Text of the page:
Finally I decided, The heck with it. I left the room with the button unbuttoned and headed off. When I got in my hotel elevator, a benign-looking older couple, probably tourists from the Midwest, were already standing inside, and I explained my predicament politely and asked if they could give me a hand. The gray-haired man kindly buttoned my dress for me.

We parted company in the lobby of my hotel and off I went to the St. Regis, where I milled around and chatted with countless people, sipped wine, and waited for the guest of honor, Scott O'Dell, to be introduced. When he was, of course he turned out to be the eighty-one-year-old man who had buttoned my dress.

But wait! There's more. Ten years passed.

I had never seen Mr. O'Dell during the intervening years, but now, suddenly, we were the two speakers at a luncheon being held on a college campus somewhere. I think it may have been Vassar.

We sat next to each other at the head table, nibbling our chicken, chatting about the weather. I knew he wouldn't remember me, but I certainly remembered him, and I was secretly thinking that when it was my turn to speak, I might tell the audience the amusing little anecdote about the button on my dress. But he went first. And, eyes twinkling, he started his speech with "The last time I was with Lois Lowry, we were in a New York hotel. I was helping her get dressed." He was ninety-one at the time. All of this floated back into my mind when I found myself rereading, last summer, The Island of the Blue Dolphins. None of it was appropriate to the book's introduction, of course, and I went on to write, instead, about the power of the story and the magnificence of the writing. Not that anyone needed reminding! There has never been a question about Scott O'Dell's brilliance as a writer and storyteller. But it's nice to have a chance, here, to tell an audience that he was also a sweet and funny man.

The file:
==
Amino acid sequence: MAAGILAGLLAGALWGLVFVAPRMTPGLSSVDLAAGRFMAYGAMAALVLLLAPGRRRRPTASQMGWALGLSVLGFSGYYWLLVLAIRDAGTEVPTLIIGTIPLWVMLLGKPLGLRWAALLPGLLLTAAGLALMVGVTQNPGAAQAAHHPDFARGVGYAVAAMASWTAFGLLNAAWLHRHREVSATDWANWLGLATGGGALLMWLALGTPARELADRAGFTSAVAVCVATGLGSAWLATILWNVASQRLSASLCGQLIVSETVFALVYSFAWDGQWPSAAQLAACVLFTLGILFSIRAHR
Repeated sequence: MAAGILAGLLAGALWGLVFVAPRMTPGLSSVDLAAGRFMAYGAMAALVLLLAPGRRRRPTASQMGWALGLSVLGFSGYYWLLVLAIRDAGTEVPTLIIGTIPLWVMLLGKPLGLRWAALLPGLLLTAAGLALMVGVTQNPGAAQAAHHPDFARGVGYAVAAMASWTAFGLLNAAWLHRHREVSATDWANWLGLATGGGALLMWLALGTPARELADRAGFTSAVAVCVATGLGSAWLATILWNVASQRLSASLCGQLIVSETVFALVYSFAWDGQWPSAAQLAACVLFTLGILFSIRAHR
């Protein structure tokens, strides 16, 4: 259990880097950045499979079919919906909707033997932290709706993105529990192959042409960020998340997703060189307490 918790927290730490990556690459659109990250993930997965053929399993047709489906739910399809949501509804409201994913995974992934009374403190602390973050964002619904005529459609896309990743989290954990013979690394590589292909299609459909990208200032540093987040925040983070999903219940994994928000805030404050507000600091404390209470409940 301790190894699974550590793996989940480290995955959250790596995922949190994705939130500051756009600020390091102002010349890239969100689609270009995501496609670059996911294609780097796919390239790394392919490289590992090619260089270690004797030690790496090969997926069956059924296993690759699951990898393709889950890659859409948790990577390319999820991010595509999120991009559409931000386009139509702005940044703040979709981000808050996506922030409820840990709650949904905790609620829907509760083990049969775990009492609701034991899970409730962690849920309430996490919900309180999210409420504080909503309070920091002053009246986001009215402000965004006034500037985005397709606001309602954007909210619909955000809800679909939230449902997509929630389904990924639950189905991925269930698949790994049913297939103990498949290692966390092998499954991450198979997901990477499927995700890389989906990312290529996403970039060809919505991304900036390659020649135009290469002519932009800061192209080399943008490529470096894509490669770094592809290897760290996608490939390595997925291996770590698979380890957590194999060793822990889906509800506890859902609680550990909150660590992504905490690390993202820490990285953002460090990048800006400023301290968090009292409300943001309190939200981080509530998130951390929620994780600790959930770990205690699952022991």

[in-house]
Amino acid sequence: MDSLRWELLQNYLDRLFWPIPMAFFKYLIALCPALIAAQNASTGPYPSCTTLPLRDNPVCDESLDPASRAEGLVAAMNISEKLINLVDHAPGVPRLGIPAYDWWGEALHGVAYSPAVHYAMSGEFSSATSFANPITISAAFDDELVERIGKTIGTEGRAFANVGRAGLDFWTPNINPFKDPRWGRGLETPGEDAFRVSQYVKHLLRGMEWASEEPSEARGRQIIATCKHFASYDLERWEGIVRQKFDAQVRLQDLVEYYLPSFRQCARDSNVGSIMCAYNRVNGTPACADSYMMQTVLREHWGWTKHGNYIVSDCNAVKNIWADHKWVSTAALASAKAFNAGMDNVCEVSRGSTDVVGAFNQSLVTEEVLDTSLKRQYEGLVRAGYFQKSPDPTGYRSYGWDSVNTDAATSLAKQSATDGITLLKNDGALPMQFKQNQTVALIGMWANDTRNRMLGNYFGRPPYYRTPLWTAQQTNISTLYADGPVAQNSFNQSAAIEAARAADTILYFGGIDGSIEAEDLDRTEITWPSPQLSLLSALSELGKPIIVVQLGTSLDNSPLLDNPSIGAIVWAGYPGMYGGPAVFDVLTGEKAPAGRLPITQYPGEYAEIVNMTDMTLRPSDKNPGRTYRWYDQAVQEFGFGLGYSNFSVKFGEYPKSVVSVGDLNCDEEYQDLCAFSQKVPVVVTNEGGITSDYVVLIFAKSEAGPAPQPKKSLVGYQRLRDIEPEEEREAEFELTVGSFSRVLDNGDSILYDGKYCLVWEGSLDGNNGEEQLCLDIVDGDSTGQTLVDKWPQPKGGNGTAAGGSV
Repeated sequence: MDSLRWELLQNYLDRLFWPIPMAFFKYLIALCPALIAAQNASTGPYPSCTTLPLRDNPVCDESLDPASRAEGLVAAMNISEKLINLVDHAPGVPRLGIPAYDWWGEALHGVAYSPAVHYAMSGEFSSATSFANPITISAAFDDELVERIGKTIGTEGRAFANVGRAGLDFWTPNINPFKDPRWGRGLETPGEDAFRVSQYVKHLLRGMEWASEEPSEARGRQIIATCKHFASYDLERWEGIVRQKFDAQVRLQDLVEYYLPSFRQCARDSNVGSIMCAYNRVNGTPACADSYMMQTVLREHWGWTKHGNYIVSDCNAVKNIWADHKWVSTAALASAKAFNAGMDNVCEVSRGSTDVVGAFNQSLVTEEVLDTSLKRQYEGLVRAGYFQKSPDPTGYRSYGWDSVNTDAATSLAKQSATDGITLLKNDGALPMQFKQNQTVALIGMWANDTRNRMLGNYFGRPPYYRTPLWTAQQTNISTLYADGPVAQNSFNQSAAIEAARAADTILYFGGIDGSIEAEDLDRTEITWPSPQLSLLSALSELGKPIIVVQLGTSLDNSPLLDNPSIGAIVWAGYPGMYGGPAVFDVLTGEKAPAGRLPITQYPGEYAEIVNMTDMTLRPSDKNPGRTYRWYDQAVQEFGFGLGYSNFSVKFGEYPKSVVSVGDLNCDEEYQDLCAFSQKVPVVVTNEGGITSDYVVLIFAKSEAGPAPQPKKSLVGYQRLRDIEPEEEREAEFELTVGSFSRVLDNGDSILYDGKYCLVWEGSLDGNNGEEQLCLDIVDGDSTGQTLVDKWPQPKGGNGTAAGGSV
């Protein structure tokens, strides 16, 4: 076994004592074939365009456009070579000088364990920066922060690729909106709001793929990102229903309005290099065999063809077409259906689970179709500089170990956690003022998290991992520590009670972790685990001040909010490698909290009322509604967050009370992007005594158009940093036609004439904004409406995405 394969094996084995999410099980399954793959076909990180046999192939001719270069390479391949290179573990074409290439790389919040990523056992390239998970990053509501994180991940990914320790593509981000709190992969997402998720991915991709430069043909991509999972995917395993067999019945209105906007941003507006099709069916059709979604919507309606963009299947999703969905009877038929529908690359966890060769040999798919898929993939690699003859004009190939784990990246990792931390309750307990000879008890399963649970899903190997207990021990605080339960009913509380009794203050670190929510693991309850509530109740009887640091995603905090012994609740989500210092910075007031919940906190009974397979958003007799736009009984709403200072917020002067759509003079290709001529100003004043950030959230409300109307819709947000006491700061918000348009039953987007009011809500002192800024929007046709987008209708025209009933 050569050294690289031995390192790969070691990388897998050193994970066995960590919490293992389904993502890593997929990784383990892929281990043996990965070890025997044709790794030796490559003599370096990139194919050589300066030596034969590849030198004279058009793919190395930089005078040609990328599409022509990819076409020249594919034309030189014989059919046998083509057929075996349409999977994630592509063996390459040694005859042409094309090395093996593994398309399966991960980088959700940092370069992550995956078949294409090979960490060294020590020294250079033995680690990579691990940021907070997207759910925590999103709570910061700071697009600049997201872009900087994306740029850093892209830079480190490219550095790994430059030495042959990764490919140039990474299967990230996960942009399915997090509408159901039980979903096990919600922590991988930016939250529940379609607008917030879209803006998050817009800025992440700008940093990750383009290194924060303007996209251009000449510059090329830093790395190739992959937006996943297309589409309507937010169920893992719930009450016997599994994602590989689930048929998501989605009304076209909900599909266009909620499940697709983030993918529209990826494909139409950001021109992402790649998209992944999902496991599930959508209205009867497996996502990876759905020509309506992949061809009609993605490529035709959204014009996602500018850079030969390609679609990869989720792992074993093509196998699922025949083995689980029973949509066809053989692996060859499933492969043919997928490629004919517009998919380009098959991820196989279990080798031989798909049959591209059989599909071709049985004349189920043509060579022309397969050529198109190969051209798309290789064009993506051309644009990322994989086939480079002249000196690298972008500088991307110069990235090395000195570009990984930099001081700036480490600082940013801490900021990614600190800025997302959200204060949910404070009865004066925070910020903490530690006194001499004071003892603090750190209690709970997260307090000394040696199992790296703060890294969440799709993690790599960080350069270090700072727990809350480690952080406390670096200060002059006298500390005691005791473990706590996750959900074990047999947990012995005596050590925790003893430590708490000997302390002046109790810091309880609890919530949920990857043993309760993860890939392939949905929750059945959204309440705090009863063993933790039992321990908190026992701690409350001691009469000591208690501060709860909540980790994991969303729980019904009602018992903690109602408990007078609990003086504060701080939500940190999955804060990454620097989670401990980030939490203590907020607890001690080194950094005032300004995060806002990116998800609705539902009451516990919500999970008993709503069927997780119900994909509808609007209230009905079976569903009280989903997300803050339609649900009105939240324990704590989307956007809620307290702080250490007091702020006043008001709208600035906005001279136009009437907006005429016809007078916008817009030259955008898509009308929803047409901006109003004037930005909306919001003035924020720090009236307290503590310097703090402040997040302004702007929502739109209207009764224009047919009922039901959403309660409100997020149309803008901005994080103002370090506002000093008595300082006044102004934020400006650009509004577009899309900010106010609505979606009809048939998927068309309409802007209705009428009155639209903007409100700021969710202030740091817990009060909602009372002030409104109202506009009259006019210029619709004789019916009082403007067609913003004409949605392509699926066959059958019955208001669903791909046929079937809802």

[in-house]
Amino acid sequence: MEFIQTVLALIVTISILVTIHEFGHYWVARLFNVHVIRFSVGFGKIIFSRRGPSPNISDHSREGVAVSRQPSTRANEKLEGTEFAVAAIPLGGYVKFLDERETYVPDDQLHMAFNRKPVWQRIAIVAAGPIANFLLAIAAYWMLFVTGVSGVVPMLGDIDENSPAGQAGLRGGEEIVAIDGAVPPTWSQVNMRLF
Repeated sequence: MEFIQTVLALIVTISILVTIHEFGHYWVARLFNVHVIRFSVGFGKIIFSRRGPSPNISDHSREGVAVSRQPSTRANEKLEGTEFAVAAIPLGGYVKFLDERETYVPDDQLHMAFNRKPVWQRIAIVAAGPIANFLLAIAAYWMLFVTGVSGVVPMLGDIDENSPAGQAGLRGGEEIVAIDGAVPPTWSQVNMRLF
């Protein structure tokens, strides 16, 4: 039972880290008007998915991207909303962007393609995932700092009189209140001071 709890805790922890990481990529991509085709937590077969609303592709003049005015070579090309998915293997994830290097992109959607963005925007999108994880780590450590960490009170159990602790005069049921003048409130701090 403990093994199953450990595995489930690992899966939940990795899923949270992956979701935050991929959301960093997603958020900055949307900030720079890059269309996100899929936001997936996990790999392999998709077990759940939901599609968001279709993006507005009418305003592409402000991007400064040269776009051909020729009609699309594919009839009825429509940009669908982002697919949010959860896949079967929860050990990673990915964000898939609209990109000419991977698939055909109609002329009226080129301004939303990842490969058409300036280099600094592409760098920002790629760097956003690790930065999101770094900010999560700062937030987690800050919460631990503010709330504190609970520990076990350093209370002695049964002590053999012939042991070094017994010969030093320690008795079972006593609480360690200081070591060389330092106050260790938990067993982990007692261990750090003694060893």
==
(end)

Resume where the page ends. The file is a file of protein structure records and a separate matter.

Lois Lowry

(Photo © Neil Giordano)



(retrieved from Amazon Thu, 12 Mar 2015 18:01:22 -0400)

(see all 8 descriptions)

Records the courage and self-reliance of an Indian girl who lived alone for eighteen years on an isolated island off the California coast when her tribe emigrated and she was left behind.

» see all 9 descriptions

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Penguin Australia

An edition of this book was published by Penguin Australia.

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An edition of this book was published by Recorded Books.